"We're not going to have another Watergate in our lifetime. I'm sure."
"History does not repeat itself, but it does rhyme."
--Attributed to Mark Twain
Check your calendar. Is this 2013 or 1973? Is the president of the United States named Barack Obama or Richard M. Nixon? Because the latest series of unfolding scandals in Washington looks, sounds -- and smells -- awfully familiar.
Last week a cache of emails was uncovered that reveals this administration's hectic attempts to cover its tracks on Benghazi, tracks that lead straight to the White House -- with a stop at the State Department.
More of these candid emails will surely become public before all the official investigations and committee hearings are concluded. It's a safe bet that the revelations have just started.
Shades of Watergate -- updated to fit the computerized times. No more clumsy tape recordings with their 18 1/2-minute gaps, but emails that are proving the equivalent of the Nixon Tapes.
Now we get this era's version of Mr. Nixon's infamous Enemies List, too: The director of the division of the IRS that oversees tax-exempt organizations apologized last week for targeting those that have suspicious words like Tea Party or Patriot in their names.
To quote Director Lois Lerner: "We made some mistakes; some people didn't use good judgment. For that we're apologetic." Right. Just some mistakes. Or as Ronald Reagan would say, slipping into the passive voice for once, Mistakes Were Made.
Surely it was only a coincidence that the IRS didn't target organizations with words like Progressive or Ninety-Nine Percent in their names. Just as the Enemies List compiled by Richard Nixon included only left-wing types -- or those he thought were left-wing in his all-consuming paranoia. These days it's a Vast Right-Wing Conspiracy, to use Hillary Clinton's term, that draws special attention from the IRS.
Don't worry. This administration's flacks and hacks can explain everything. Just as convincingly as poor Ron Ziegler, press secretary and general obfuscator, had to change his story every time an old one fell apart as Watergate unfolded. ("This is the operative statement. The others are inoperative.")
When it first emerged during the congressional campaign of 2012 that the IRS was targeting conservative groups for audits, the story was denied outright: "There's absolutely no targeting." --IRS Commissioner Douglas Shulman, March 2012. Ron Ziegler couldn't have put it better. Or worse.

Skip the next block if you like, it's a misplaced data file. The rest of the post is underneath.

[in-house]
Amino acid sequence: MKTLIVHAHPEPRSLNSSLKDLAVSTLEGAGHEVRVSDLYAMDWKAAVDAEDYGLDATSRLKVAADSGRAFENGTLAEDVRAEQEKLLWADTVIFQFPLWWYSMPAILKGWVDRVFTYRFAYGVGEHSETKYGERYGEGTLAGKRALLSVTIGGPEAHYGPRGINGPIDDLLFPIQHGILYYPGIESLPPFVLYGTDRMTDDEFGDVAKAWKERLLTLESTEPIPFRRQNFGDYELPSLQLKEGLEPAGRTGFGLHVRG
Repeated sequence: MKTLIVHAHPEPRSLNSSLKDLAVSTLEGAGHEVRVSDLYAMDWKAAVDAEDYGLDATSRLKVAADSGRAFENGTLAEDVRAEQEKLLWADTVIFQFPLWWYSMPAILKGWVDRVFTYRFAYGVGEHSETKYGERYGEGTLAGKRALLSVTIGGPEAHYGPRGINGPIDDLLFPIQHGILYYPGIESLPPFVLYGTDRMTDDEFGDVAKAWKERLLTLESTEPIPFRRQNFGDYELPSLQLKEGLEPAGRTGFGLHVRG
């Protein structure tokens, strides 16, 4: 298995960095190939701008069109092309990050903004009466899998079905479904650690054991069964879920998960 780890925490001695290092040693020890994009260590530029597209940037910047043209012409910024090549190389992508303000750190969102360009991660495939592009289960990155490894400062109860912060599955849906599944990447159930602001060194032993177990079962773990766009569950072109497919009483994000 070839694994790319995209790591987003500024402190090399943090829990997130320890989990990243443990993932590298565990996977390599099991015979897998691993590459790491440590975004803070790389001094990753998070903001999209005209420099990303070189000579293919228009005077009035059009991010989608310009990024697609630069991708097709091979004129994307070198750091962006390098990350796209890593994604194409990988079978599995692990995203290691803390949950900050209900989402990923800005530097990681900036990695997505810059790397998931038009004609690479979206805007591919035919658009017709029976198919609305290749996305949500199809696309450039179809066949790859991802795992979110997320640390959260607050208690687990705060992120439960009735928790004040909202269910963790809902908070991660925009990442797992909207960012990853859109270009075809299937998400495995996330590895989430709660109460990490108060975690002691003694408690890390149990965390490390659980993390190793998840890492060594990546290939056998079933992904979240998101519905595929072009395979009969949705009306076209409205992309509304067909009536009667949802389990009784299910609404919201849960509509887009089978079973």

This era's R. Ziegler is poor Jay Carney, spokesman for the White House. He, too, has an impossible job, though he tries hard. And the harder he tries, the harder his job gets and the more tangled his conflicting explanations grow, mainly because they conflict with the truth. By now his statements invite a skepticism that grows stronger with his every press conference.
After last week's revelations, Mr. Carney tried to dismiss the little matter of Benghazi (Cont'd and To Be Cont'd) by saying: "There's an ongoing effort to make something political about this." Indeed there is, and it started immediately after the terrible news from Benghazi arrived -- indeed, as the terrible news from Benghazi was arriving. And the highest officials in this administration began sending out emails in a vain attempt to get their conflicting cover stories straight.
Echoes of Watergate reverberate as this administration, too, is caught with its alibis down -- and opts for what John D. Ehrlichman, a prominent member of the Nixon Gang, once dubbed "the modified limited hangout route."
At this early point in the unraveling Benghazi story, one can only imagine some of the things being said in the West Wing. (Expletives deleted.)
The apologies -- and apologias -- may have only begun. Now the IRS is doing its modified, limited part to repair the latest breach in its stonewall by issuing a kind of apology: This was all the fault of some low-level employees who just went off on their own without any supervision. (Like the Watergate plumbers?) Mistakes were made but somehow no one made them -- at least no one identifiable who can be held responsible for them. How convenient.
Anyone who went through the long national nightmare that was Watergate (R.M. Nixon, producer and director) might think he'd stumbled into a time warp. To quote an earlier and wiser commentator: The thing that hath been, it is that which shall be; and that which is done is that which shall be done: and there is no new thing under the sun.
Memo to Director Lerner: apology not accepted. Not without a full report, including what corrective -- and disciplinary -- action is being taken and by whom. Just who gave these low-level employees this very bad idea? Just the facts, ma'am. Like just who at the IRS suggested targeting outfits with subversive names like Tea Party and Patriot.
Talk about deja vu: Those names also drew suspicion -- and retaliation -- from the authorities during an earlier hullabaloo in American history, the one circa 1776.